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So $\Delta x$ and $\Delta p$ are uncertainties in quantum mechanics. What exactly does the term "uncertainties" mean?

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It means that if you were to try to take a measurement the "uncertainty" would characterize how large the standard deviation would be (for that measurement).

A large uncertainty in x means that it's position is uncertain, so a large standard deviation if you were to make a measurement. (That is, if you were to repeat the same scenario over and over and collect data - you could end up with with an estimate of the probability distribution and the standard deviation is the uncertainty)

This is often explained that if you tried to make a measurement of something position you have to "hit it" with something and distort its momentum. This isn't exactly a correct interpetation as it's really the wave-particle duality (particles are waves of probability) that is what is causing this.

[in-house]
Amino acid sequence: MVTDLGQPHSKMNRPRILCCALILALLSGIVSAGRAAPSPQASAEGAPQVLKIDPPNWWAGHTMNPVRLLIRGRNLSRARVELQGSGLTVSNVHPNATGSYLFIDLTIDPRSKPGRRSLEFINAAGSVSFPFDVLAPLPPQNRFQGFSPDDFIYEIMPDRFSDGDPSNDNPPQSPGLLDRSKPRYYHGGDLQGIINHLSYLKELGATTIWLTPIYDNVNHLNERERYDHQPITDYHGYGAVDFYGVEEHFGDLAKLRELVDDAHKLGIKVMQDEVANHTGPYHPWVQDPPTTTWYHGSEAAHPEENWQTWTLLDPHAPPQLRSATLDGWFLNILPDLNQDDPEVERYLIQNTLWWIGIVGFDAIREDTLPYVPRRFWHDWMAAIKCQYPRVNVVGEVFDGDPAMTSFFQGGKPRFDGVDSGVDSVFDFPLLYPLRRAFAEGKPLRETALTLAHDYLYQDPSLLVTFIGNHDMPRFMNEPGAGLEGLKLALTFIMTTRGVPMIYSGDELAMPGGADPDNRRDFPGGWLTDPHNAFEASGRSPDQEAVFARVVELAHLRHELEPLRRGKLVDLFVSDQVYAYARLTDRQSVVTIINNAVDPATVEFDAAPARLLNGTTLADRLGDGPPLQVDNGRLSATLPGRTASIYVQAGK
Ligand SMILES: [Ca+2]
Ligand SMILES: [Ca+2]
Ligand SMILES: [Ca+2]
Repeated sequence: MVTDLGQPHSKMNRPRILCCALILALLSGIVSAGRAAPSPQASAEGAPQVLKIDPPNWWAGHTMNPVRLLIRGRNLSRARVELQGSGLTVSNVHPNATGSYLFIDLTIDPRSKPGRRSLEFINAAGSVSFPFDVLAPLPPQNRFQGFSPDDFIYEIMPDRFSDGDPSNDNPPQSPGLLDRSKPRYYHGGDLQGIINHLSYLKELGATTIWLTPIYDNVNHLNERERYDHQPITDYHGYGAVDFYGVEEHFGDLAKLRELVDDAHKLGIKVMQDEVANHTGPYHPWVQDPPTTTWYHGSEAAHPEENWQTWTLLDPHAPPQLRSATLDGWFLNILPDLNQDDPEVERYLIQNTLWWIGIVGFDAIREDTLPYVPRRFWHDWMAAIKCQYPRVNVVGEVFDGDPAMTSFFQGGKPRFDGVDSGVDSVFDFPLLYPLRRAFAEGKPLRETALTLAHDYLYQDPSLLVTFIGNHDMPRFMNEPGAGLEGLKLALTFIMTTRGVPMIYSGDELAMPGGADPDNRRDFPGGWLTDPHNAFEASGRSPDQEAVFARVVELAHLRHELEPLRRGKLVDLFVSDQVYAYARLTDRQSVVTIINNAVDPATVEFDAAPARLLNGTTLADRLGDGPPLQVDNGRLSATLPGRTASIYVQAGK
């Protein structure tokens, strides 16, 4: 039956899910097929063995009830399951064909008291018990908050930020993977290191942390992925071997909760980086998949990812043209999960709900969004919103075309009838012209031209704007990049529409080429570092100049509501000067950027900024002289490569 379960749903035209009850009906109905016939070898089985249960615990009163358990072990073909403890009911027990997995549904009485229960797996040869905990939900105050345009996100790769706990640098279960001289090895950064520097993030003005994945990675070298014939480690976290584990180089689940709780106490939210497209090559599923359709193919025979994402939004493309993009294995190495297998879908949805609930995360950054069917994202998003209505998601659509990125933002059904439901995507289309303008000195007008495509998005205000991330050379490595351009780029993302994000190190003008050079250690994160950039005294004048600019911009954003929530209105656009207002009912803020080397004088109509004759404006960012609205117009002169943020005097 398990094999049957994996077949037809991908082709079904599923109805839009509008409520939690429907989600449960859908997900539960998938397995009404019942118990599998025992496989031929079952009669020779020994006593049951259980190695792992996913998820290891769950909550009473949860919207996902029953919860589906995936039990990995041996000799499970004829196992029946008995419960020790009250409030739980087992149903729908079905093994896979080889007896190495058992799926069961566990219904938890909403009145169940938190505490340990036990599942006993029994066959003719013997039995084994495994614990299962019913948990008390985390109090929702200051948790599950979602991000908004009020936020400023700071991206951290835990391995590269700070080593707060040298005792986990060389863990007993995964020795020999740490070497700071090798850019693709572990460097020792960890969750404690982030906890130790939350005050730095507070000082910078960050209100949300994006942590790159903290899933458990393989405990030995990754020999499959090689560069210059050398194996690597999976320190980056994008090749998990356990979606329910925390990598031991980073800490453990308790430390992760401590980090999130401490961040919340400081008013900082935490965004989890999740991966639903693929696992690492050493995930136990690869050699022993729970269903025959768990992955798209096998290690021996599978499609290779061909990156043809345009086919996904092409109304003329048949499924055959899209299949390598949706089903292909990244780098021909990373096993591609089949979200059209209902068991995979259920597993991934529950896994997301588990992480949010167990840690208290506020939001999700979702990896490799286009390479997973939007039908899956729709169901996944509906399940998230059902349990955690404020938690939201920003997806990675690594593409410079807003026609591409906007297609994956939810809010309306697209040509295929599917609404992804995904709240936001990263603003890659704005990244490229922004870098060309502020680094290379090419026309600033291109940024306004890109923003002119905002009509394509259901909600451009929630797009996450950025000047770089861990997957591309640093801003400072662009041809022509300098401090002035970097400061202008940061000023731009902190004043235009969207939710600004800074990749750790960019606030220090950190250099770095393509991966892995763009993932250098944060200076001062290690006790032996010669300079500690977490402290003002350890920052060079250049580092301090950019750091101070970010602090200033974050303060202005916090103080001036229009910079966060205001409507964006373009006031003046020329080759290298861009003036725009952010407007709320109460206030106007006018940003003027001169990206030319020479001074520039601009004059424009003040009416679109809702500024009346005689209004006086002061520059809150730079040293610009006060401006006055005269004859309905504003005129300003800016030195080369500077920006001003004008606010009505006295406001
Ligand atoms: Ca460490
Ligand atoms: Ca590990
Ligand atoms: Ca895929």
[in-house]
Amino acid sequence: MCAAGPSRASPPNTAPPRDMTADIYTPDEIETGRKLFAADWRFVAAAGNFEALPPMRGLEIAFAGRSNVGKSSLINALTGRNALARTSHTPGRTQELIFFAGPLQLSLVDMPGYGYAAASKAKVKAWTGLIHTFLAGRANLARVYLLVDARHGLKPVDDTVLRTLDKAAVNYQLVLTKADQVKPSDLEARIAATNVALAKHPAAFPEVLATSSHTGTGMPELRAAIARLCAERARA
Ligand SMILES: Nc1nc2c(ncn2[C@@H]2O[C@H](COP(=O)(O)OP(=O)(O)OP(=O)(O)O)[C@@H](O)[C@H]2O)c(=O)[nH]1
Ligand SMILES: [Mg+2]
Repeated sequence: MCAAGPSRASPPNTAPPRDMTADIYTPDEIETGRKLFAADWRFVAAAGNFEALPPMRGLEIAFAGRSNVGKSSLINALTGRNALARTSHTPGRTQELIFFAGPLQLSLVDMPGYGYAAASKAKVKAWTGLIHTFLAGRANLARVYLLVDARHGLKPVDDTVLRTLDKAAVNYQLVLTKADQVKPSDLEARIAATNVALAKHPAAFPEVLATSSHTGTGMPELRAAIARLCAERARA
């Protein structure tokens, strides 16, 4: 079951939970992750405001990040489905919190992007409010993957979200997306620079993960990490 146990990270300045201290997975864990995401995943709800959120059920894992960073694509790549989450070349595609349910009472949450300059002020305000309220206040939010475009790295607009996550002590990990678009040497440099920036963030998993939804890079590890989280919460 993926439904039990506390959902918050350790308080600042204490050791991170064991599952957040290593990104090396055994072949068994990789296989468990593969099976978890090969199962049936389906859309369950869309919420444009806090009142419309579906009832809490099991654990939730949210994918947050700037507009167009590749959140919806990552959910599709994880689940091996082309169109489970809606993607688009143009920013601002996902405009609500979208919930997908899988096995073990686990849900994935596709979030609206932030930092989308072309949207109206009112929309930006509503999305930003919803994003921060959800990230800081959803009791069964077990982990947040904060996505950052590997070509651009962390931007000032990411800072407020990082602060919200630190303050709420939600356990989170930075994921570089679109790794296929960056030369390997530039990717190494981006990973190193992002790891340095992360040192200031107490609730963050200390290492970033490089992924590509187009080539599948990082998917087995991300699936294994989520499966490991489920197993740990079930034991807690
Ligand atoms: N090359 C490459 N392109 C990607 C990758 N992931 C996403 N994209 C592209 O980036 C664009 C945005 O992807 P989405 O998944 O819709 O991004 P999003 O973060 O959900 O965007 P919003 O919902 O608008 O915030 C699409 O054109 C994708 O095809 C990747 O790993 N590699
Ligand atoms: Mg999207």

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  • $\begingroup$ Thanks very much $\endgroup$ – Kong Kuyjeu Jan 10 at 8:59
  • $\begingroup$ You're welcome. Also (since you're new I'm mentioning this) you should upvote and accept the answer if this is satisfactory. $\endgroup$ – Steven Sagona Jan 10 at 9:01
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If you look at any macroscopic object such as books, houses etc. (pretty much everything your eyes can see), they have an exact position and momentum. They same is not true for electrons, photons and even atoms and molecules (for more information, see Why doesn't the nucleus have “nucleus-probability cloud”?).

So uncertainty in position and momentum simply means that very small particles do not have a well-defined position and momentum.

Let's take an electron as an example and assume it is bound to an atomic nucleus. In the quantum mechanic model of the atom, electrons are represented by probability clouds (atomic orbitals) instead of small particles with one specific position:

enter image description here
(Source)

These probability clouds are mathematically described by a wavefunction and represent the probability of "finding" the electron in the shown position when measuring the same (which "forces" the electron to take one specific position).

Hope this helps.

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